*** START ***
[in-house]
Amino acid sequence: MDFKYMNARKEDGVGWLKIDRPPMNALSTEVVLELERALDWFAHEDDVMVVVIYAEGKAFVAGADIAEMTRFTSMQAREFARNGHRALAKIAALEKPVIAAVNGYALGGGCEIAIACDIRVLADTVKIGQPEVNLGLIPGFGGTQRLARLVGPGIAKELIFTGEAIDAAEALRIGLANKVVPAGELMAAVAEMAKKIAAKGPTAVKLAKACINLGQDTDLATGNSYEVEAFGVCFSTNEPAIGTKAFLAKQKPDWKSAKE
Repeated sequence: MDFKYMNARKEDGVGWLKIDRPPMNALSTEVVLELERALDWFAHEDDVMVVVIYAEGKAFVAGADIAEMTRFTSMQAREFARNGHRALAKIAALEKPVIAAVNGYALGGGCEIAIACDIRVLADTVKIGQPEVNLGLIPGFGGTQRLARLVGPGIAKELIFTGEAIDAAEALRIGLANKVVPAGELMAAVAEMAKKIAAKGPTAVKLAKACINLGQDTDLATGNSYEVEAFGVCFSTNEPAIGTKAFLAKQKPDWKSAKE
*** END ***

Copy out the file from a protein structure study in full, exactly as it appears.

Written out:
[in-house]
Amino acid sequence: MDFKYMNARKEDGVGWLKIDRPPMNALSTEVVLELERALDWFAHEDDVMVVVIYAEGKAFVAGADIAEMTRFTSMQAREFARNGHRALAKIAALEKPVIAAVNGYALGGGCEIAIACDIRVLADTVKIGQPEVNLGLIPGFGGTQRLARLVGPGIAKELIFTGEAIDAAEALRIGLANKVVPAGELMAAVAEMAKKIAAKGPTAVKLAKACINLGQDTDLATGNSYEVEAFGVCFSTNEPAIGTKAFLAKQKPDWKSAKE
Repeated sequence: MDFKYMNARKEDGVGWLKIDRPPMNALSTEVVLELERALDWFAHEDDVMVVVIYAEGKAFVAGADIAEMTRFTSMQAREFARNGHRALAKIAALEKPVIAAVNGYALGGGCEIAIACDIRVLADTVKIGQPEVNLGLIPGFGGTQRLARLVGPGIAKELIFTGEAIDAAEALRIGLANKVVPAGELMAAVAEMAKKIAAKGPTAVKLAKACINLGQDTDLATGNSYEVEAFGVCFSTNEPAIGTKAFLAKQKPDWKSAKE